Introduction: Premature ventricular contractions (PVCs) frequently originate from the outflow tract of the right ventricle (RVOT) or left ventricle (LVOT). Catheter-based mapping and ablation of RVOT PVCs employs simple venous access, while LVOT PVCs often require arterial access and more extensive mapping of the aorta, coronary cusps, and coronary venous system. Pre-procedural determination of PVC origin could direct an operator to the appropriate anatomical site and significantly improve procedure times, success rates, and patient safety. Detailed analyses of leads V1 and V2 on a 12-lead ECG are helpful in this regard, but results are strongly dependent on accurate placement of those leads. A particular type of QRS morphology, composed of a broad base and early slurring with terminal sharp activation, has been observed on ambulatory Holter monitors. We have designated this pattern the “Teton Sign” (ARROWS ON ACCOMPANYING IMAGE). It is observed independent of specific lead location.
Hypothesis: The characteristic Teton Sign QRS pattern is due to fusion of epicardial (early) and endocardial (late) activation of the LV ostium, and is therefore present for LVOT PVCs but not RVOT PVCs.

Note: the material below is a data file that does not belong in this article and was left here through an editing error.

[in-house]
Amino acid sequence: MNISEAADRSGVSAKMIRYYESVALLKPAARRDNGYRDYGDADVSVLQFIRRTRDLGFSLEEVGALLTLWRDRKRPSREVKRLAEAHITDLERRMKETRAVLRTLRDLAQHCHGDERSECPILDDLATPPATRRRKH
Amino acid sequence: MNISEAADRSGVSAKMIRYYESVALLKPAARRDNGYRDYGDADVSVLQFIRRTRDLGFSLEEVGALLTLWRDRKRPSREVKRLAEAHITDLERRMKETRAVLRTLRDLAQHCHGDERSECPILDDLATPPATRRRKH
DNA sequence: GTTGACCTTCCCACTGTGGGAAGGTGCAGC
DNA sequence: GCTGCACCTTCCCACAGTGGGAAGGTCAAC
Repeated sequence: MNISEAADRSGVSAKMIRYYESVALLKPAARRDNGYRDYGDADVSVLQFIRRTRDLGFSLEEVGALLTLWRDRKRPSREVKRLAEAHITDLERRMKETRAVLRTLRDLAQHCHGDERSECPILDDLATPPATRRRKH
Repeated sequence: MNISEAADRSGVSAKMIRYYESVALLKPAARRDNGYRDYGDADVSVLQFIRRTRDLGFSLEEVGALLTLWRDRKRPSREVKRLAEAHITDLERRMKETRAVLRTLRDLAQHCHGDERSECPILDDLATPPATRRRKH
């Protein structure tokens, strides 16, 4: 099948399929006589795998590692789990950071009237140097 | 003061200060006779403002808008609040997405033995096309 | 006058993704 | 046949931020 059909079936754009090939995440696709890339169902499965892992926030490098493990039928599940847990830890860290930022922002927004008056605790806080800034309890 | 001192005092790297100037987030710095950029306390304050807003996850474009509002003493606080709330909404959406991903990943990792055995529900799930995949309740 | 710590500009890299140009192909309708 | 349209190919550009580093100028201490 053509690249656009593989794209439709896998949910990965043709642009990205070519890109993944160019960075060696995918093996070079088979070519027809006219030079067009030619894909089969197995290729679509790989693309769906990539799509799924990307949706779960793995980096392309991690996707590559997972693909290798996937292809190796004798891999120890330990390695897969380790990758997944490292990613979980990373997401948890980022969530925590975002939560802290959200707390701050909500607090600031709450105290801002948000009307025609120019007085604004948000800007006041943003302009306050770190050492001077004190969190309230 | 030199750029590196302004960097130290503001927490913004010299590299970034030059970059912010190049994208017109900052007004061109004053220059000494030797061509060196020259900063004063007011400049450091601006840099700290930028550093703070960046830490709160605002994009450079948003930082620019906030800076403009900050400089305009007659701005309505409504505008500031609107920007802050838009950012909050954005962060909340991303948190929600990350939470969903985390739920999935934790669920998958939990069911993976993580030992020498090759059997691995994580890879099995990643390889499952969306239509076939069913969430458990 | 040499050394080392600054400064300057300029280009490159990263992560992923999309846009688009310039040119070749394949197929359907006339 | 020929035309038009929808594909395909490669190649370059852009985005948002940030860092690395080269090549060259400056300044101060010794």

Methods: 40 consecutive patients undergoing catheter ablation for outflow tract PVCs were included. Retrospective review of pre-procedure 3-lead Holter monitors (for presence of Teton Sign) and procedure reports (for successful ablation site) was performed.
Results: Mean PVC burden was 27,879/24 hours. Teton Sign was observed in 18 patients (45%). Site of successful ablation included 17 RVOT and 23 LVOT (1 RCC, 7 LCC, 7 RCC/LCC commissure, 5 intramural, 3 LV summit). Teton Sign was present on Holters for 0/17 RVOT and 18/23 LVOT patients. Teton Sign demonstrated 78% sensitivity, 100% specificity, 77% NPV, 100% PPV for LVOT PVCs.
Conclusion: Presence of a Teton Sign on a standard 3-lead ambulatory Holter monitor strongly predicts LVOT site of origin, independent of specific lead location.